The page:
For many horn players the first instinct is that if you read melody from dots, you read chords from chord symbols. So the standard approach is – read the chords, try to remember which notes are associated with each chord symbol (also information gleaned from reading), and play them. Without any other input, the result will be something that is almost, but not quite, entirely unlike music. Even if the notes are correct (i.e. from a scale that matches the chord) I often feel that players don’t know what the notes mean. It sounds like someone trying to speak English with a guide book. You know, “My hovercraft is full of eels.” Perfectly good English, but signifying nothing.
Of course, there are people who find that the chord scale / arpeggio approach works well. If you don’t, here are some other things to try, that are intended to train your ears rather than your eyes. They may work for you or they may not. Recognise that this could take many years to get through. Many years of discovery and excitement.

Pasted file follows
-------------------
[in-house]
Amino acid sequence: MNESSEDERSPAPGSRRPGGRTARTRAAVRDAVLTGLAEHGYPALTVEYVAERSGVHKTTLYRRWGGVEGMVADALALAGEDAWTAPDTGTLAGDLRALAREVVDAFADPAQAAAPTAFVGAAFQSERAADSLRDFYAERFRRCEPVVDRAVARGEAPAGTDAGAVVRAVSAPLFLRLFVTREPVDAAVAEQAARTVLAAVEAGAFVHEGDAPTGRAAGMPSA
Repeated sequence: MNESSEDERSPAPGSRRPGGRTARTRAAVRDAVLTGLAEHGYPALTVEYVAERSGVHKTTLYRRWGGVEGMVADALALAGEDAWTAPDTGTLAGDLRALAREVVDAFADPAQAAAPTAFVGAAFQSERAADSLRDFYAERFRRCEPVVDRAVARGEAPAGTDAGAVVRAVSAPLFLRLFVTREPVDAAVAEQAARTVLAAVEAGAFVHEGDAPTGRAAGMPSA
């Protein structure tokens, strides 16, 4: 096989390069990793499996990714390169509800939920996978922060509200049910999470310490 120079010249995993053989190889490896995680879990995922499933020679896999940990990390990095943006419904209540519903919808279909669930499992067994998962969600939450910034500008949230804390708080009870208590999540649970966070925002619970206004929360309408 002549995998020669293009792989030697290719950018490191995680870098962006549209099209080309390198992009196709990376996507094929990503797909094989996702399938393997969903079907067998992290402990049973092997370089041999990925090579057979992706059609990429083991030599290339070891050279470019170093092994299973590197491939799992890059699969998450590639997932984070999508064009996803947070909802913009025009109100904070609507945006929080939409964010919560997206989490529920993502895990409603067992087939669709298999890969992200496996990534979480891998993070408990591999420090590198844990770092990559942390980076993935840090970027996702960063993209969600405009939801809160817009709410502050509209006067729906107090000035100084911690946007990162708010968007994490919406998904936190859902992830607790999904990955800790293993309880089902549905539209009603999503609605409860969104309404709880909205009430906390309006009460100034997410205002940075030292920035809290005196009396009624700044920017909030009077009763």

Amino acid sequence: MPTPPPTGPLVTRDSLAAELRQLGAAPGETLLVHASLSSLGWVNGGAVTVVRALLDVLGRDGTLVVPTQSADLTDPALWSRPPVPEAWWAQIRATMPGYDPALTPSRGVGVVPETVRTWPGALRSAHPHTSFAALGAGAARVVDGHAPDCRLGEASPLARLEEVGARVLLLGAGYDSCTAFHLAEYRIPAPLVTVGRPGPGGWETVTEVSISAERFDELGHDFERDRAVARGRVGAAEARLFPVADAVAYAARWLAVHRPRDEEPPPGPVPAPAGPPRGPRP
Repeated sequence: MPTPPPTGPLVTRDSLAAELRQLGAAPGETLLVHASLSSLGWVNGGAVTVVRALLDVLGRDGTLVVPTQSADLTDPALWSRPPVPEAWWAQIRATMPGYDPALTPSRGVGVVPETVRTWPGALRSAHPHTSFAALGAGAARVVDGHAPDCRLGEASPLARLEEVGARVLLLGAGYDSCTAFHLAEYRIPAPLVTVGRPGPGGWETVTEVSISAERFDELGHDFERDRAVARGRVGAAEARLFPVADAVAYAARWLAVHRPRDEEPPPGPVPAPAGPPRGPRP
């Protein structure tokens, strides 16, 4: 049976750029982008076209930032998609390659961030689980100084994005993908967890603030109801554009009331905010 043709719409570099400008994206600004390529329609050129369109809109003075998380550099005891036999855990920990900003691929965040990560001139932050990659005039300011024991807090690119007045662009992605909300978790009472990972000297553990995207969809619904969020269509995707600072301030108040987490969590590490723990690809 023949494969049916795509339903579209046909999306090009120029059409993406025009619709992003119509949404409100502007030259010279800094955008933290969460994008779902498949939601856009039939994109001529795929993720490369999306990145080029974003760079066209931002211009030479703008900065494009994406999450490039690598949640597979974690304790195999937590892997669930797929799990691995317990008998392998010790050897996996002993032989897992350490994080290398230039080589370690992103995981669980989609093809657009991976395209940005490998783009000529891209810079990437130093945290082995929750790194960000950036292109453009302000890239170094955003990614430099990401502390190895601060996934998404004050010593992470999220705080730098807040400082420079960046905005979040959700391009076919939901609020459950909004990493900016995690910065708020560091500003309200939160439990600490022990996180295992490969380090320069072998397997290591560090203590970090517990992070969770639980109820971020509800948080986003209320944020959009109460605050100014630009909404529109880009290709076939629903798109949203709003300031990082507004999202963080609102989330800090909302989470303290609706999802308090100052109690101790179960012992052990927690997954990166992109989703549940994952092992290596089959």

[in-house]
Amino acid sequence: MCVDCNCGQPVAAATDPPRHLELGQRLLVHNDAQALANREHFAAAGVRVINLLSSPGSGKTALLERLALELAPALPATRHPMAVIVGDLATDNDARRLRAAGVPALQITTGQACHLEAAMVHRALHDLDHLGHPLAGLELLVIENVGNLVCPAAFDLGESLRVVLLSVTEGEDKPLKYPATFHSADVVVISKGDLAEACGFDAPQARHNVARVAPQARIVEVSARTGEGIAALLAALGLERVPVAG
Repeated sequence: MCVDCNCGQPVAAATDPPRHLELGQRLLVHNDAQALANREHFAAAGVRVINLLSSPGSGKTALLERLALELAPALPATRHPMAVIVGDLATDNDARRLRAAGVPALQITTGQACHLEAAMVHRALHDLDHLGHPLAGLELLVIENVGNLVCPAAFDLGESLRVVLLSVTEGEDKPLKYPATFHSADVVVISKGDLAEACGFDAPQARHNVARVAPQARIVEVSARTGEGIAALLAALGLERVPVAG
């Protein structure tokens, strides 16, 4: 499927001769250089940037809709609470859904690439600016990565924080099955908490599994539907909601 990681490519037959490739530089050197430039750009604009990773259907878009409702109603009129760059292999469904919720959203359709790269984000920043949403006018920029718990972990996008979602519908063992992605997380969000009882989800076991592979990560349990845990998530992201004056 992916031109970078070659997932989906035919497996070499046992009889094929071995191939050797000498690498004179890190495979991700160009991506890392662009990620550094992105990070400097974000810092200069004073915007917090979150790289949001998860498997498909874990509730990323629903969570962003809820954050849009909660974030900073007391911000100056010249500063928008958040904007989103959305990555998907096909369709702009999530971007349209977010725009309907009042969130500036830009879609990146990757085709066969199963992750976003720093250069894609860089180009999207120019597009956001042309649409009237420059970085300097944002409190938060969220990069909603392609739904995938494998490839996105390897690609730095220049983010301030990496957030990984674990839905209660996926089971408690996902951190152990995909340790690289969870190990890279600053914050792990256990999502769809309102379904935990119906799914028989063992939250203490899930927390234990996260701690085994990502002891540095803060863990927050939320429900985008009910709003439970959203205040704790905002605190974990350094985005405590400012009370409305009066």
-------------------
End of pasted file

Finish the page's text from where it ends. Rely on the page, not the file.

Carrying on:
Listen to the notes. Ask a nice guitarist or pianist to play the chords for you one at a time, and blow long single notes over the chords to see how they sound. (If you don’t have anyone to do this for you, use an app like Band-in-a-box or iRealB.) Maybe your instrument has 24 notes. Try all of them on each chord. Get the pianist or guitarist to vary their voicings and try them all again. Think about how each note makes you feel. Is it soothing or does it make you wince? Is it colourful or bland? Does it burn? Every note over a given chord has its own mood. Become intimately familiar with those moods.
Construct. Make up lines that put the colour tones in the important places, and see what they sound like. If they’re good, learn them. If they’re not good, tweak them until they are.
Transcribe. Write down your favourite solo from your favourite player. Maybe just do the juicy bits, you don’t need to do 10 choruses in one go. Also, don’t try to transcribe the really complex passages with flurries of 16th notes unless you find that easy. Find something simple. If you don’t have an idea where to start, try Chet Baker’s solo on It Could Happen To You from the album Chet Baker Sings.